Once again, I slept almost the whole 2 hour flight and arrived home only 6 hours later than I’d anticipated. On the plus side, this meant my girlfriend was not at work and could pick me up at the airport. We spent the next 26 hours utterly relaxing and disconnected from the world. Then I hit the ground running with things to do and am still playing catch up (thus why I’m only now finishing this blog entry).
Of course, I’d have it no other way. I hope to go back some day, but it’s also great to be home.
Pictures from the trip can be found here.
Day 4 began casually. Trying to sleep in but failing. My mind just decided that it’s ready to be up! So I went walking around Front Street in Lahaina town again. It was early enough that not much was open yet. I found one virtual geocache and then went looking for another. The second one was located under part of a restaurant that hung out over the ocean a bit. Unfortunately it was high tide so there was no way for me to get to it without getting completely soaked and I hadn’t come prepared for that. I got fairly wet just trying to see if I could get to it.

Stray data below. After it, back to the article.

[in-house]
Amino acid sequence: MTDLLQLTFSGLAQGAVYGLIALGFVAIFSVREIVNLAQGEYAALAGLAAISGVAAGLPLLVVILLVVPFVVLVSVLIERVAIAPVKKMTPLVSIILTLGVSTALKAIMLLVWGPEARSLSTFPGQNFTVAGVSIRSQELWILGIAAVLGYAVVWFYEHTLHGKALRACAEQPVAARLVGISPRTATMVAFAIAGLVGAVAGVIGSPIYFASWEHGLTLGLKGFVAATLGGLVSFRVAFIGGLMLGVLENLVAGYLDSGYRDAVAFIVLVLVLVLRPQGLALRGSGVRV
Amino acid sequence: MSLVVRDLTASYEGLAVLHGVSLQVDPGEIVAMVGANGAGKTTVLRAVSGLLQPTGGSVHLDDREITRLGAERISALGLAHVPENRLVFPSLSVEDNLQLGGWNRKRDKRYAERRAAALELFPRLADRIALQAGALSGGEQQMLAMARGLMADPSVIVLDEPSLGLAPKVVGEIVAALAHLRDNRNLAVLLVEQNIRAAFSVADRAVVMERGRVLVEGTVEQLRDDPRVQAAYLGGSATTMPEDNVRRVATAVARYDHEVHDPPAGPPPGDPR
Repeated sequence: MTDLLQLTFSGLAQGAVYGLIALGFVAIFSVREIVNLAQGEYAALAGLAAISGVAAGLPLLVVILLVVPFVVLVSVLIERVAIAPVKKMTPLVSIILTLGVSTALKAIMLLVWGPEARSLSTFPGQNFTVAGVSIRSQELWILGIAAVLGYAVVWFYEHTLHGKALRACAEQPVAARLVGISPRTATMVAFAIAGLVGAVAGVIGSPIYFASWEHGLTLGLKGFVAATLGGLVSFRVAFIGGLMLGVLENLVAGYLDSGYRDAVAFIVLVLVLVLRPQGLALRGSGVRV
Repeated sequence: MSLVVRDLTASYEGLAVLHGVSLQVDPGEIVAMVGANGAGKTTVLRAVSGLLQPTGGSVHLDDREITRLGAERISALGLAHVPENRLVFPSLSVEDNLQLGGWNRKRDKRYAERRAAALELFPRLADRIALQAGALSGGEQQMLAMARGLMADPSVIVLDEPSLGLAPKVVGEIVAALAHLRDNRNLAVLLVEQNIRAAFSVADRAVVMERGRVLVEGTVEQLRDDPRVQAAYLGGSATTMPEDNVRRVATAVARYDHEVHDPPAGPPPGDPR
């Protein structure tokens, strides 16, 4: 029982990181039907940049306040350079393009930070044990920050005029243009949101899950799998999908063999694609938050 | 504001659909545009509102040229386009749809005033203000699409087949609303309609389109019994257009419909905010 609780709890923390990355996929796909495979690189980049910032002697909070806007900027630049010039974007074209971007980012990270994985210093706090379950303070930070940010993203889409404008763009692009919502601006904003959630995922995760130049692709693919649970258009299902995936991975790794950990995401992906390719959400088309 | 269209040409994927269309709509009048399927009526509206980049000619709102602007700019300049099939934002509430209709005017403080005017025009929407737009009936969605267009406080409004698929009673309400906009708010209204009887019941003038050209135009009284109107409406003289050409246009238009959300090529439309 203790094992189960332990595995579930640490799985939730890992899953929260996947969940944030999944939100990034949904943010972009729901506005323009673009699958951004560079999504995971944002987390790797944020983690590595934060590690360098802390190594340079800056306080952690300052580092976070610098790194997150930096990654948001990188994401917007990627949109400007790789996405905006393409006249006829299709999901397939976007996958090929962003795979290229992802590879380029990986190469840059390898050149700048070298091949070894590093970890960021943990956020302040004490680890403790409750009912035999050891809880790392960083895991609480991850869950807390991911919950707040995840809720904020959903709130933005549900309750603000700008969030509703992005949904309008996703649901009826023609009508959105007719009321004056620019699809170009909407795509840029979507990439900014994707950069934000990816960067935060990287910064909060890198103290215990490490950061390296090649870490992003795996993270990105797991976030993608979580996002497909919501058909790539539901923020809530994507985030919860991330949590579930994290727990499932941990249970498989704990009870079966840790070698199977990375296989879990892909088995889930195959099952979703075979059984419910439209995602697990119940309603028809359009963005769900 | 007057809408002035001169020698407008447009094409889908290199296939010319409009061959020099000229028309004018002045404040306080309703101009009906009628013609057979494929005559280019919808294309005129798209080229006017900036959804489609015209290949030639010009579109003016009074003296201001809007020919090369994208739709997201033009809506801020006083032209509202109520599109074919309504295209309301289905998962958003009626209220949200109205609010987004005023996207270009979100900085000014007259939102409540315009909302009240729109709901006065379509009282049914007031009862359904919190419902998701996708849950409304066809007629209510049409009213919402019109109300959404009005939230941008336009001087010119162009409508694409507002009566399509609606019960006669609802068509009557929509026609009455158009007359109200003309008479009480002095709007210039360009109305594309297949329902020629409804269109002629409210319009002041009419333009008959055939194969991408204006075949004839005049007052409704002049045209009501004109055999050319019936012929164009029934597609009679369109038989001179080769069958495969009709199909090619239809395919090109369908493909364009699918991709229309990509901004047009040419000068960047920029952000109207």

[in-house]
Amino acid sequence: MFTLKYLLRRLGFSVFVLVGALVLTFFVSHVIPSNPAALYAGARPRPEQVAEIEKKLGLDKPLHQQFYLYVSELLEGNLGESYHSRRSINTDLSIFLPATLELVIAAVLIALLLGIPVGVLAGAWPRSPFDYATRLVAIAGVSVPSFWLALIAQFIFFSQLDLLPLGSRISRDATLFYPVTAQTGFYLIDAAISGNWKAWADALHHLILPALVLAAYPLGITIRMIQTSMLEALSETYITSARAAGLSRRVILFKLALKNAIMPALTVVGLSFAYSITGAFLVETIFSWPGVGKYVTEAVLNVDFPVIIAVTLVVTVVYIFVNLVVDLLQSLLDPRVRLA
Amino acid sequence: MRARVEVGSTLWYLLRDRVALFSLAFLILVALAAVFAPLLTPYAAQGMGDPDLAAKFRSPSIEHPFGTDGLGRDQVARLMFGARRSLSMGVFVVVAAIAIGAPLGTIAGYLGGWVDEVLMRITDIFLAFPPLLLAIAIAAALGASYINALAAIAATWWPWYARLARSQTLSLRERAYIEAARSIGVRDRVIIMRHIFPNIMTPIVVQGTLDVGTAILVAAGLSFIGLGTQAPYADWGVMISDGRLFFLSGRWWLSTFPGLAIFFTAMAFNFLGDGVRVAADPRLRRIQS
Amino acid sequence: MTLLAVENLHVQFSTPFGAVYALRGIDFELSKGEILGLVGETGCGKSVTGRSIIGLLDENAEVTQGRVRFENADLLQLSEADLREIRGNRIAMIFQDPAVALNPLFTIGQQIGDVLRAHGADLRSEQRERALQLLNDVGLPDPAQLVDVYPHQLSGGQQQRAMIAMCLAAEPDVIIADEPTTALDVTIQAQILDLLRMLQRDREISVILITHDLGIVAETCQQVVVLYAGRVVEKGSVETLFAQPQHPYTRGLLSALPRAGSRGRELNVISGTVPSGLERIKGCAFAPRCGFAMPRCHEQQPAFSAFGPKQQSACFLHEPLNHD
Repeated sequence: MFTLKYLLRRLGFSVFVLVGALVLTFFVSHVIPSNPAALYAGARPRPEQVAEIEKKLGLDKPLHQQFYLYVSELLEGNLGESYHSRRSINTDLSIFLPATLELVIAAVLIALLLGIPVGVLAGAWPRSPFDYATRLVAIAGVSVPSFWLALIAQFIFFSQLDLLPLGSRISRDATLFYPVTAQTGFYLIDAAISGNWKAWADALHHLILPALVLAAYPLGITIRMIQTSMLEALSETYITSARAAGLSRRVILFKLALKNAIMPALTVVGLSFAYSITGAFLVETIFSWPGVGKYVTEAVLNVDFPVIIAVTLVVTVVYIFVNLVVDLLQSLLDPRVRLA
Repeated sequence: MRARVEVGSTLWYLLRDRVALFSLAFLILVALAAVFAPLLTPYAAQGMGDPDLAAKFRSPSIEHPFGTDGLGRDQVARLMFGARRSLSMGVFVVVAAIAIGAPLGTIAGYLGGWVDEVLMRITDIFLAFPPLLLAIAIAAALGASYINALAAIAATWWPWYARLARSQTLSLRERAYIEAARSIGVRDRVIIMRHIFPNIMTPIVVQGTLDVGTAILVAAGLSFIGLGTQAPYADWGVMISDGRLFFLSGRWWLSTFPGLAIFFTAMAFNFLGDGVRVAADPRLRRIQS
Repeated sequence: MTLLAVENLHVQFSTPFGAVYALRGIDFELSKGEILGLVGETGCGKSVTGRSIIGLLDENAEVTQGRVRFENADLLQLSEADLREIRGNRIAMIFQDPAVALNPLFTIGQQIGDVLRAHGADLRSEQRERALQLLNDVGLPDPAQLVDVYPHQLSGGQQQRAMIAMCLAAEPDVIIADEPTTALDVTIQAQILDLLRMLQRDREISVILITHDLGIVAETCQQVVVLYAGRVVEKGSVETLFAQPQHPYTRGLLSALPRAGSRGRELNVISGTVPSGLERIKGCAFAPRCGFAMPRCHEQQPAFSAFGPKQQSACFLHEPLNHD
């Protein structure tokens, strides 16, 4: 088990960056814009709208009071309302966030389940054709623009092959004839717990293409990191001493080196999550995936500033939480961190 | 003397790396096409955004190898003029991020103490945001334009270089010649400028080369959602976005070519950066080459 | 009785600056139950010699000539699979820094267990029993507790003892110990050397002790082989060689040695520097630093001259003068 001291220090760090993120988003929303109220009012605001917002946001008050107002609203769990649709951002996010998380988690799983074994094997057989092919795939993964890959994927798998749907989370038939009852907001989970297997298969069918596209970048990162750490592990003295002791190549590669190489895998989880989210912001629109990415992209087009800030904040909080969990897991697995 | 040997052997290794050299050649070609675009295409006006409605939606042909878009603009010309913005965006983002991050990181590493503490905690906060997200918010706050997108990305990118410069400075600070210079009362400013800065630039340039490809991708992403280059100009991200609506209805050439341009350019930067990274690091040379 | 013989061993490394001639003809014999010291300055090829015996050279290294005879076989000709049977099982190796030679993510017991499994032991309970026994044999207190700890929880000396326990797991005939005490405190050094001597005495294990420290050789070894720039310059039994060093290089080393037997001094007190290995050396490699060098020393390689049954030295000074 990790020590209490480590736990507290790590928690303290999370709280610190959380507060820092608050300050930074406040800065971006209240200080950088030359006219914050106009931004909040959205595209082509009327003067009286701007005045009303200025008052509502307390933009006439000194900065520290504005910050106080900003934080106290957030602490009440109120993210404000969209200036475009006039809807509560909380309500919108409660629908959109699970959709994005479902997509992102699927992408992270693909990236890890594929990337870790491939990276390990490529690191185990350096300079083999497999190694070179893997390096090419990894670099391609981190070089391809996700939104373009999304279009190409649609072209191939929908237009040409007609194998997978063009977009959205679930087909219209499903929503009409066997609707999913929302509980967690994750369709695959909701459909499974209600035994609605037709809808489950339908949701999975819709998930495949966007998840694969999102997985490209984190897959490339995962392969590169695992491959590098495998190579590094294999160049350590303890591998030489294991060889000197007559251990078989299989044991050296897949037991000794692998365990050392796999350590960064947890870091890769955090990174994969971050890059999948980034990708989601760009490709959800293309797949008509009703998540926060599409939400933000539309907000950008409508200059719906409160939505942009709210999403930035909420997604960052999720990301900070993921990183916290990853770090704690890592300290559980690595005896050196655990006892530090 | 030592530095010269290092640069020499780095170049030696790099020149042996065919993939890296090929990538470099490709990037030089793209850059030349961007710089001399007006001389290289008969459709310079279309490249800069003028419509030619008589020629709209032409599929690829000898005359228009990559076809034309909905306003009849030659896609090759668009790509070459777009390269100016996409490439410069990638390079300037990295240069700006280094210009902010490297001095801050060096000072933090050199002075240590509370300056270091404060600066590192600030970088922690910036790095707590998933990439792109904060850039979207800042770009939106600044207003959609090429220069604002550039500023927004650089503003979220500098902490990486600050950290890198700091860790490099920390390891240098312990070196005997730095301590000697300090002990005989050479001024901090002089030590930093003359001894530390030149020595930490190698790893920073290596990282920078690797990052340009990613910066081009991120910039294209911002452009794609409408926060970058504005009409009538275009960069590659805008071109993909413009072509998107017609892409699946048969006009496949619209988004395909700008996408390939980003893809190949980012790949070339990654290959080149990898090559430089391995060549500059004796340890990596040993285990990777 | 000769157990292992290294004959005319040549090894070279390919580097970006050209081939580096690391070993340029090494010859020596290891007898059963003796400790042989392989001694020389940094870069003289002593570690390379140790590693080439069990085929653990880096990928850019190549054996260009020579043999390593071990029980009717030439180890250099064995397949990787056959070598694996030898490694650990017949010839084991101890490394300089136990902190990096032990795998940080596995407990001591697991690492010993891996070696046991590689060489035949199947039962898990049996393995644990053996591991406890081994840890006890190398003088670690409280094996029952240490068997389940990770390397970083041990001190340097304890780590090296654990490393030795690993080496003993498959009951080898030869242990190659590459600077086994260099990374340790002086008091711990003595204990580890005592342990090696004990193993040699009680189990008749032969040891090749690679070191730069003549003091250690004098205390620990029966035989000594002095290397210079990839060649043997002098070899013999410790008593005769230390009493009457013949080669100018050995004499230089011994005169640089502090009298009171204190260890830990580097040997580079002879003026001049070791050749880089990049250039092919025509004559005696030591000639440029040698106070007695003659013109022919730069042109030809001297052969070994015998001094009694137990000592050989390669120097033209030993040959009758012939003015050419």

I decided to grab breakfast at the restaurant (“Cheeseurger in Paradise”). I got cheeseburger scramble which sadly was, “meh.” I don’t think I did anything else before returning to my room and just relaxing for a while before taking a shower and getting ready for the wedding.